TO WHOM AND HOW MUST
LIBERALITY BE SHOWN
It is a glorious thing to
gain the love of the people by liberality; but this must not be given so
freely to the undeserving or too sparingly to the needy.
We can give food to the
needy from our own daily supply; we can also give advice and help to those
who are ashamed to show their want openly so long as the common supplies of
the needy are not exhausted.
The needy may be one who
has lost his wealth and now reduced to want. We must be wary of those who
have fallen into want owing to wastefulness in youth. The needy are also
those who have lost their possessions to thieves or lost their inheritance
through no fault of their own.
The higher form of
liberality is to redeem captives, to save them from the hands of their
enemies, to snatch men from death, and, most of all, women from shame, to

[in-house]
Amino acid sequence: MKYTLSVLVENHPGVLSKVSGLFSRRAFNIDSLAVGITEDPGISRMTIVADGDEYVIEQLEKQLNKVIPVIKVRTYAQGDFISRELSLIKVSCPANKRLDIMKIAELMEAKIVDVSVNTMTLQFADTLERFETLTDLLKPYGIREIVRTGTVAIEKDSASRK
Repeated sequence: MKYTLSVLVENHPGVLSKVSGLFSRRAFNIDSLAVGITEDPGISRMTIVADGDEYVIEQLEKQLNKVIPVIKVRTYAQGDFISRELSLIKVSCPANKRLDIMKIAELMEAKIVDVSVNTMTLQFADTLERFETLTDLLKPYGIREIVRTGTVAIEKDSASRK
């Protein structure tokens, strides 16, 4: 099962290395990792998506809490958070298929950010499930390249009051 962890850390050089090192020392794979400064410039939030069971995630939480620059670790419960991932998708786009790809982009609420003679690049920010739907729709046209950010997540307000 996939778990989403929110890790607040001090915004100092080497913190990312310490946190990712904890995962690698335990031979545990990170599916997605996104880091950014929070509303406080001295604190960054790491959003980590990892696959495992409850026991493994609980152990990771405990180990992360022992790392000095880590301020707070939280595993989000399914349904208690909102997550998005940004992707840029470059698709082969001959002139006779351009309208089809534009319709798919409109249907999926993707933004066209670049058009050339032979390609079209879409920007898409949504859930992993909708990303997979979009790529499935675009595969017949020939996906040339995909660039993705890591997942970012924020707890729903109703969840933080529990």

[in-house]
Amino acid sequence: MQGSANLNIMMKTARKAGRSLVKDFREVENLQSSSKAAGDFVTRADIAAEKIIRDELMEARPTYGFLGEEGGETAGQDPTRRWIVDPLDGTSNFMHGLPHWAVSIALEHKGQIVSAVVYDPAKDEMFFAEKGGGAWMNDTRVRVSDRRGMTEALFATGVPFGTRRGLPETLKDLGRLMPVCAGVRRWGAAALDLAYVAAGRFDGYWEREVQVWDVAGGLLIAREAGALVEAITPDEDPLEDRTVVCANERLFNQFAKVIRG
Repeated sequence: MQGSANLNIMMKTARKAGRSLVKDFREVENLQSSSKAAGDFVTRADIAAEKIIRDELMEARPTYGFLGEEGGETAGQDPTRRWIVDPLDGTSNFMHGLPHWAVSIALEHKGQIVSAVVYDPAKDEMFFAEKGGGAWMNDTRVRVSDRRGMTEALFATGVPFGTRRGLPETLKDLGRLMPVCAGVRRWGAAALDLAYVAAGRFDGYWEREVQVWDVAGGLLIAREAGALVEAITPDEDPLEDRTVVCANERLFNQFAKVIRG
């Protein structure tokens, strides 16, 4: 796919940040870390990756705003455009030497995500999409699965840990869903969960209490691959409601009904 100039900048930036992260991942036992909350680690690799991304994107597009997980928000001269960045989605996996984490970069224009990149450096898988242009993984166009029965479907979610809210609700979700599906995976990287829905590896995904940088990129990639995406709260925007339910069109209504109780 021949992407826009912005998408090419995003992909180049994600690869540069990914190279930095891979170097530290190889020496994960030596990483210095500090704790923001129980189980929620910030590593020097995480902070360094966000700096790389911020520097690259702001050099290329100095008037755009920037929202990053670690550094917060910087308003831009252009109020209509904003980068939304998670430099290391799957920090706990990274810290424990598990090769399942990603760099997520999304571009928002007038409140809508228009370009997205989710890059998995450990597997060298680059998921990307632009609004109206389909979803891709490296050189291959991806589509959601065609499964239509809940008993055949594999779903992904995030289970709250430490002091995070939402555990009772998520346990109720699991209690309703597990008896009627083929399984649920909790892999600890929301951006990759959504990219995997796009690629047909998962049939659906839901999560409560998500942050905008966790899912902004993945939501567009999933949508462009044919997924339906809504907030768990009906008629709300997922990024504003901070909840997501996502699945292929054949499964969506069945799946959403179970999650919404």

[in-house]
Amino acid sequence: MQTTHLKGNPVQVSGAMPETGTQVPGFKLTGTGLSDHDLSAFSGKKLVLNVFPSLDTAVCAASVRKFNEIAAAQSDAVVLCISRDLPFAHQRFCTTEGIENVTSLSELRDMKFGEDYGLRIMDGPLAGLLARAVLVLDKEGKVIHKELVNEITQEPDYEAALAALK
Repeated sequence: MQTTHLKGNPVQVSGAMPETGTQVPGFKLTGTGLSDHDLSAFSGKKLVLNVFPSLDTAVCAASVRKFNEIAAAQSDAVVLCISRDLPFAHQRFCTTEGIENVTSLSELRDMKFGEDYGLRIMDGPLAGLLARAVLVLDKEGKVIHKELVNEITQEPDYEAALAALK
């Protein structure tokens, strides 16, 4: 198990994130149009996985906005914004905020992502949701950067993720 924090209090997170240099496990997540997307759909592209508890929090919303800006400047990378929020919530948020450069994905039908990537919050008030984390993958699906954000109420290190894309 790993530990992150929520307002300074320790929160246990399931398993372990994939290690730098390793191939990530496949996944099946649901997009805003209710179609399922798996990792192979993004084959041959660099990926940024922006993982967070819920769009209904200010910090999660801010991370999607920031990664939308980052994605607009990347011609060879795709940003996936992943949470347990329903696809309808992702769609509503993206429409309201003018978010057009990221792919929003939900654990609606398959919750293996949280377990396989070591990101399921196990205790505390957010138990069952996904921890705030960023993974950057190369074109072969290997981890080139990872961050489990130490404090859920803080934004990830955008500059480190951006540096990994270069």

restore children to their parents, parents to their children, and to bring
back a citizen to his country.
To redeem captives from
barbarian enemies who have no human feelings is a special act of liberality.
Also to take upon oneself the debt of another who is unable to pay through
want. So, too, to bring up children and to take care of orphans and widows.
Though liberality is often
shown through money, the grander and nobler forms of liberality are in the
form of active help. Joseph's counsel to Pharaoh is such. Money is easily
spent; counsels can never be exhausted. The more money is used the fewer
needy are helped. The more counsels are given, the more need for counsel
St. Ambrose, Duties of
the Clergy, Chapter XV